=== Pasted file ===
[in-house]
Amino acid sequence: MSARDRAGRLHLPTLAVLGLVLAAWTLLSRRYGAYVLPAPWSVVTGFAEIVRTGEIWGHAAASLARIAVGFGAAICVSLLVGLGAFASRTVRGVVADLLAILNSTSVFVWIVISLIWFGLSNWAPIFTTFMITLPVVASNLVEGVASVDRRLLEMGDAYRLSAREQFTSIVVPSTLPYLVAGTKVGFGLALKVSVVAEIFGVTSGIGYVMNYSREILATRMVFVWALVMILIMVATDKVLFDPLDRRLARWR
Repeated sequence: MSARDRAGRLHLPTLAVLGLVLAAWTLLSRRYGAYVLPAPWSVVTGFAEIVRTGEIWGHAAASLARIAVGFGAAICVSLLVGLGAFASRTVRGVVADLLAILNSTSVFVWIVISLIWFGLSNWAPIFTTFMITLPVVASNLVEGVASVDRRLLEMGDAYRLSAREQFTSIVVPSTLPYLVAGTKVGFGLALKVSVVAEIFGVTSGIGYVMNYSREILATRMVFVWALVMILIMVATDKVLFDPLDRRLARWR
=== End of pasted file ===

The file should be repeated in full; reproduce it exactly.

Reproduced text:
[in-house]
Amino acid sequence: MSARDRAGRLHLPTLAVLGLVLAAWTLLSRRYGAYVLPAPWSVVTGFAEIVRTGEIWGHAAASLARIAVGFGAAICVSLLVGLGAFASRTVRGVVADLLAILNSTSVFVWIVISLIWFGLSNWAPIFTTFMITLPVVASNLVEGVASVDRRLLEMGDAYRLSAREQFTSIVVPSTLPYLVAGTKVGFGLALKVSVVAEIFGVTSGIGYVMNYSREILATRMVFVWALVMILIMVATDKVLFDPLDRRLARWR
Repeated sequence: MSARDRAGRLHLPTLAVLGLVLAAWTLLSRRYGAYVLPAPWSVVTGFAEIVRTGEIWGHAAASLARIAVGFGAAICVSLLVGLGAFASRTVRGVVADLLAILNSTSVFVWIVISLIWFGLSNWAPIFTTFMITLPVVASNLVEGVASVDRRLLEMGDAYRLSAREQFTSIVVPSTLPYLVAGTKVGFGLALKVSVVAEIFGVTSGIGYVMNYSREILATRMVFVWALVMILIMVATDKVLFDPLDRRLARWR